Senate Majority Leader Harry ReidHarry ReidFranken emerges as liberal force in hearings GOP eyes new push to break up California court The DC bubble is strangling the DNC MORE (D-Nev.) told reporters Tuesday that automatic spending cuts known as the sequester should go forward unless Republicans agree to raise taxes.
Reid said he would not agree to any package that replaces the sequester with only spending cuts.
Reid panned a proposal floated by Senate Republicans to give the administration more flexibility to manage the impact of the $85 billion in automatic cuts.
“Republicans are under the false concept that this so-called 'flexibility,' which is a nice-sounding word, gives the bureaucrats who would wind up doing this more money. It gives them no more money. Zero,” he said.
Reid said if President Obama had more flexibility to manage the cuts to defense, he would likely target $7 billion worth of add-ons from members of Congress. But he said that would still leave the administration well short of the spending cuts needed to achieve to offset the sequester.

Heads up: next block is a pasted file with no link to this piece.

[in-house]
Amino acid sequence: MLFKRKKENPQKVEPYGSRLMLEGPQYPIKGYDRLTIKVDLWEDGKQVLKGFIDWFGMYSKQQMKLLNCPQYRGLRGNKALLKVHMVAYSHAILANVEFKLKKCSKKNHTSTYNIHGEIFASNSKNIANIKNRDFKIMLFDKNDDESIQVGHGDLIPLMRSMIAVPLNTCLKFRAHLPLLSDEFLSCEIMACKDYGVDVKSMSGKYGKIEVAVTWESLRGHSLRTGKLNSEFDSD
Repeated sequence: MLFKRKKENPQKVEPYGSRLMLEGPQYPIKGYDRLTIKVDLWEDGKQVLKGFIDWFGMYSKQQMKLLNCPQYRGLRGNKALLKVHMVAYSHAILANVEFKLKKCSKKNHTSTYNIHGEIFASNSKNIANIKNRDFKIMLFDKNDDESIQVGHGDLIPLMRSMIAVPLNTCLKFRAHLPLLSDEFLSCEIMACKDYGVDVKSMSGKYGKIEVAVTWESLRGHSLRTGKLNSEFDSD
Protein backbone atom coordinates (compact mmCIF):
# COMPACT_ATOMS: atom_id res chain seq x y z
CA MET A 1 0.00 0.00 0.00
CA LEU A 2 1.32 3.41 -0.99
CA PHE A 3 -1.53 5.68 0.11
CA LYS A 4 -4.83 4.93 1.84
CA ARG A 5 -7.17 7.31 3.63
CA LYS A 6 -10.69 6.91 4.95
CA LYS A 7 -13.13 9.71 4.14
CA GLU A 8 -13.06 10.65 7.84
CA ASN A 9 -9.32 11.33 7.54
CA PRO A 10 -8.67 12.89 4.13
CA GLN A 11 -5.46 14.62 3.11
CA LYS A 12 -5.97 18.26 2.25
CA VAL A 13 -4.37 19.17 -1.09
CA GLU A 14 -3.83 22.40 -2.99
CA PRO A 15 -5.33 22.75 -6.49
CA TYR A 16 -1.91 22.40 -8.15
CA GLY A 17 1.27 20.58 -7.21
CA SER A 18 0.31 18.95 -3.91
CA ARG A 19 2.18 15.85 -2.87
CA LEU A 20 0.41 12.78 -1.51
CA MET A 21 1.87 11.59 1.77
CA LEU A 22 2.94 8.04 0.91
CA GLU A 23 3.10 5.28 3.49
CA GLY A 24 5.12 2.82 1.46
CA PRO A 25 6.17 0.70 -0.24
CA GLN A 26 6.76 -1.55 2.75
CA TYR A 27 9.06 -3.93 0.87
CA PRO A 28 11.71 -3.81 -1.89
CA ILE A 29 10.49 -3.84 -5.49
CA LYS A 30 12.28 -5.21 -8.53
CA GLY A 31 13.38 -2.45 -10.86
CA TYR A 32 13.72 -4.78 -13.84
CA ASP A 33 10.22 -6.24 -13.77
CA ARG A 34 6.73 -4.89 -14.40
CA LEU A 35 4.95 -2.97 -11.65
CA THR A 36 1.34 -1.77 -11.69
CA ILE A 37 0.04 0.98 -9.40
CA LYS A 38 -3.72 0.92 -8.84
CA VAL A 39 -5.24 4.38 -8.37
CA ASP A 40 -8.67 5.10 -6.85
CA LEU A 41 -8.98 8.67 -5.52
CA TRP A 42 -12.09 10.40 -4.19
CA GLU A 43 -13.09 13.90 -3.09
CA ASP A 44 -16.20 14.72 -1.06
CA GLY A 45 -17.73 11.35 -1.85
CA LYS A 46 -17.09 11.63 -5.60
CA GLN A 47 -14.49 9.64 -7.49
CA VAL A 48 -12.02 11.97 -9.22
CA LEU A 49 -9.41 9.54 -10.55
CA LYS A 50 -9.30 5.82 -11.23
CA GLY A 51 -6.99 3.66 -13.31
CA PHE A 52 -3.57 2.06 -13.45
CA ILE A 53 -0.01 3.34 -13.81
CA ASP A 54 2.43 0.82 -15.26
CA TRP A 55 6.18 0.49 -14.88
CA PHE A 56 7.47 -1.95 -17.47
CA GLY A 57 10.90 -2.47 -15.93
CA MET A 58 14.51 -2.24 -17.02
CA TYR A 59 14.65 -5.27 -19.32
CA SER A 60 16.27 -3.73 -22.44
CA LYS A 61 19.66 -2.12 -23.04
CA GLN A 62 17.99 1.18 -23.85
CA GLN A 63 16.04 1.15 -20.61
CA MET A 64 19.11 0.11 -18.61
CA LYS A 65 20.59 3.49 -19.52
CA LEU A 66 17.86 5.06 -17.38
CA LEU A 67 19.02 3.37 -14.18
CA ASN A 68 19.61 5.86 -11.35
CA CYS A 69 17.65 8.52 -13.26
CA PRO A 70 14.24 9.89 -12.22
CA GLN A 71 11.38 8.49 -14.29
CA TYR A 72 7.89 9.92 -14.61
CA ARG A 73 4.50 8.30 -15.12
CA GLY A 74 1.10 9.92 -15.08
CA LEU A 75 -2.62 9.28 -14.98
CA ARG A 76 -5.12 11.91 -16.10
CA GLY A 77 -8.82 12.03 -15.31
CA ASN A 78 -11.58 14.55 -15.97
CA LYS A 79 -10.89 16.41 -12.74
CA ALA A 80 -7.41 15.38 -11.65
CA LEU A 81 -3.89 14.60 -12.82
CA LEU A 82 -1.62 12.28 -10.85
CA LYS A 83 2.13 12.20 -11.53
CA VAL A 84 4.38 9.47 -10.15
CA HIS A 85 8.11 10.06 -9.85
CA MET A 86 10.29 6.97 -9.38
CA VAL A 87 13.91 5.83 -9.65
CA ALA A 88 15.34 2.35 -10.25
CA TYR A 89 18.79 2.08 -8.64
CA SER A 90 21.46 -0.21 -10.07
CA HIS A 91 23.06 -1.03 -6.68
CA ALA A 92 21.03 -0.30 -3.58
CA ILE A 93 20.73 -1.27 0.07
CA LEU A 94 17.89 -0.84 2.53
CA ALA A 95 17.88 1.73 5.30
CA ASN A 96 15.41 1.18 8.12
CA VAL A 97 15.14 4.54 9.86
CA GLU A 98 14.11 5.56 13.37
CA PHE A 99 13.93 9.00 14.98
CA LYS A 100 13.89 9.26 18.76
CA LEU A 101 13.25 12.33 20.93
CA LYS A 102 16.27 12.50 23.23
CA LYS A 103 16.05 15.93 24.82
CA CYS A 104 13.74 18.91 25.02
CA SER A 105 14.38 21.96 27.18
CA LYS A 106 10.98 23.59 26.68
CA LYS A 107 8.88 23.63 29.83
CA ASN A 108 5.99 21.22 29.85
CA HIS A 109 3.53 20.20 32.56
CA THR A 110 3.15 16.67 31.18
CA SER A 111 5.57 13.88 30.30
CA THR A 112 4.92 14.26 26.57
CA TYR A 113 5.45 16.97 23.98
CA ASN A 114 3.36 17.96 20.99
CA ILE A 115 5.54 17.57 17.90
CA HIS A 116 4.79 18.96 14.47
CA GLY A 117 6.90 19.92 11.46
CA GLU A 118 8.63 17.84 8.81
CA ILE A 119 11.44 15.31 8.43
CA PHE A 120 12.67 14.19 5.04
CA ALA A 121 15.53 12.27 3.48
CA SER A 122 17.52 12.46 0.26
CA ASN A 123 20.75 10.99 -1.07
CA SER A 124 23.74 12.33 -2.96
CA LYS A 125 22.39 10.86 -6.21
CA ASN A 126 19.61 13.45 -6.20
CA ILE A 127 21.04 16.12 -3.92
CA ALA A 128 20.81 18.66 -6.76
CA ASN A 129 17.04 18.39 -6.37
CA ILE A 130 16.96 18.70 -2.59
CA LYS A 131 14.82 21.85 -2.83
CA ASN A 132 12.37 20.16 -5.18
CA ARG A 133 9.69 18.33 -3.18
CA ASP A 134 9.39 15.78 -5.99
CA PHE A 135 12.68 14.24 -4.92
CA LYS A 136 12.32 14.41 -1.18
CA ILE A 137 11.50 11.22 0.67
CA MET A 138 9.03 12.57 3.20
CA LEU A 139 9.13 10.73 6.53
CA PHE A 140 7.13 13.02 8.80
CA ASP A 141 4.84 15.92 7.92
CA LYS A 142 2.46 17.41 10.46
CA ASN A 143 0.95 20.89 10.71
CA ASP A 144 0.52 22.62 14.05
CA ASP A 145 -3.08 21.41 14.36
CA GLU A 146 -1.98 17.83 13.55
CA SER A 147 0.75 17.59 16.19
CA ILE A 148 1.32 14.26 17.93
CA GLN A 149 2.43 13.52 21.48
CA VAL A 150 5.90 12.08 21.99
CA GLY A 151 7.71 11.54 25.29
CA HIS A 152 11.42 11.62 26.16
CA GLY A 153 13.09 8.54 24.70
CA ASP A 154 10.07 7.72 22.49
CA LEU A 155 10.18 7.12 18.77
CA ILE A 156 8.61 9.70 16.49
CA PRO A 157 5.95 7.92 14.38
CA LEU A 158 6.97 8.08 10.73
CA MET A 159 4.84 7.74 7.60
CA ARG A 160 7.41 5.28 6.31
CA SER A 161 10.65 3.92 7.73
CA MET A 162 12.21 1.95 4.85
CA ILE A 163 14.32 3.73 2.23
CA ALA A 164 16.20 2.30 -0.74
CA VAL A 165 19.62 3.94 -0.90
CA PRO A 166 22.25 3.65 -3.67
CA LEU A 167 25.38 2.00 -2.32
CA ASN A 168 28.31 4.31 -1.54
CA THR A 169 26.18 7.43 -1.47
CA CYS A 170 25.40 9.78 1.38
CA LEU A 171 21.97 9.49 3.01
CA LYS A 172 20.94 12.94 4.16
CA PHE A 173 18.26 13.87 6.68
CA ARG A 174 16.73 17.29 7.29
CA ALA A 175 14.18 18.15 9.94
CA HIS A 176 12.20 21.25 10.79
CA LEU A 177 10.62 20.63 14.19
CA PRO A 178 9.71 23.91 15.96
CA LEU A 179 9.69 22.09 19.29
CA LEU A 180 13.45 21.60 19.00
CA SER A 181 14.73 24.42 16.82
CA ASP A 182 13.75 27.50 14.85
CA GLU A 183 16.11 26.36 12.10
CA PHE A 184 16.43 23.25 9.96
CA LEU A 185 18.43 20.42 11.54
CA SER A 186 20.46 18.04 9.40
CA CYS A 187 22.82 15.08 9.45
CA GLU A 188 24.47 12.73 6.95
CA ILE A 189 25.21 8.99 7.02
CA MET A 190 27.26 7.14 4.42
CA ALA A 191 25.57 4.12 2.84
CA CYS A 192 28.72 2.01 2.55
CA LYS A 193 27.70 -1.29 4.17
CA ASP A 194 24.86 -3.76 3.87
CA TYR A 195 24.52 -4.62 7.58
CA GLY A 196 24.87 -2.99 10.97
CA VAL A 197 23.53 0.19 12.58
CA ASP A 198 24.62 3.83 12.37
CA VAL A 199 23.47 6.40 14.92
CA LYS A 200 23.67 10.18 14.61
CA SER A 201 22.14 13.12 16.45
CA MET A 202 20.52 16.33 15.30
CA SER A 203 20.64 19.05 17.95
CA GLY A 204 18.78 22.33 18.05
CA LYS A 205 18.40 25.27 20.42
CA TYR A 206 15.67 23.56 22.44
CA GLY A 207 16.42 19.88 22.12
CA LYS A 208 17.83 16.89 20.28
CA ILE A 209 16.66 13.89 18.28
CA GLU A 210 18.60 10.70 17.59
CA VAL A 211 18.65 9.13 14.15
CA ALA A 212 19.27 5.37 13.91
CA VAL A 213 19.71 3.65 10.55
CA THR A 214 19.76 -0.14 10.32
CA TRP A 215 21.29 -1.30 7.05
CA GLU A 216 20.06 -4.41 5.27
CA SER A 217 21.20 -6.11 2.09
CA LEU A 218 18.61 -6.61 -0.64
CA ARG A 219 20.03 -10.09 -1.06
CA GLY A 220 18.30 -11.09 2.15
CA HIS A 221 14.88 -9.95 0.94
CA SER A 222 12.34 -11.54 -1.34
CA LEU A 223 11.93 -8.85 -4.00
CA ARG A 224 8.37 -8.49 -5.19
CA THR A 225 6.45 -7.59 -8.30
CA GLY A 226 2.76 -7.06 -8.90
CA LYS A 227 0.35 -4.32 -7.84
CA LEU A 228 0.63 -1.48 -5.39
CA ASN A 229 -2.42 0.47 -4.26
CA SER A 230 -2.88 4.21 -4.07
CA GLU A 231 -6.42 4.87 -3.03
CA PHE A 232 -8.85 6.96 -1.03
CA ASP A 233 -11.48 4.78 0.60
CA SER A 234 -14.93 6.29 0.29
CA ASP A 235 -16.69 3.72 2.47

Reid said that is probably why Sen. John McCainJohn McCainA closer look at McCain's proposed defense budget Top Dem comes out against Tillerson ahead of key vote Is McCain confident in Trump? ‘I do not know’ MORE (Ariz.), a leading proponent of the military in the GOP conference, does not support the Republican alternative.
“It gives the White House more power than they have now,” Reid said. “We have already given up — because of the Republicans — earmarking. Now they want to give the president more power? No wonder McCain opposes this.”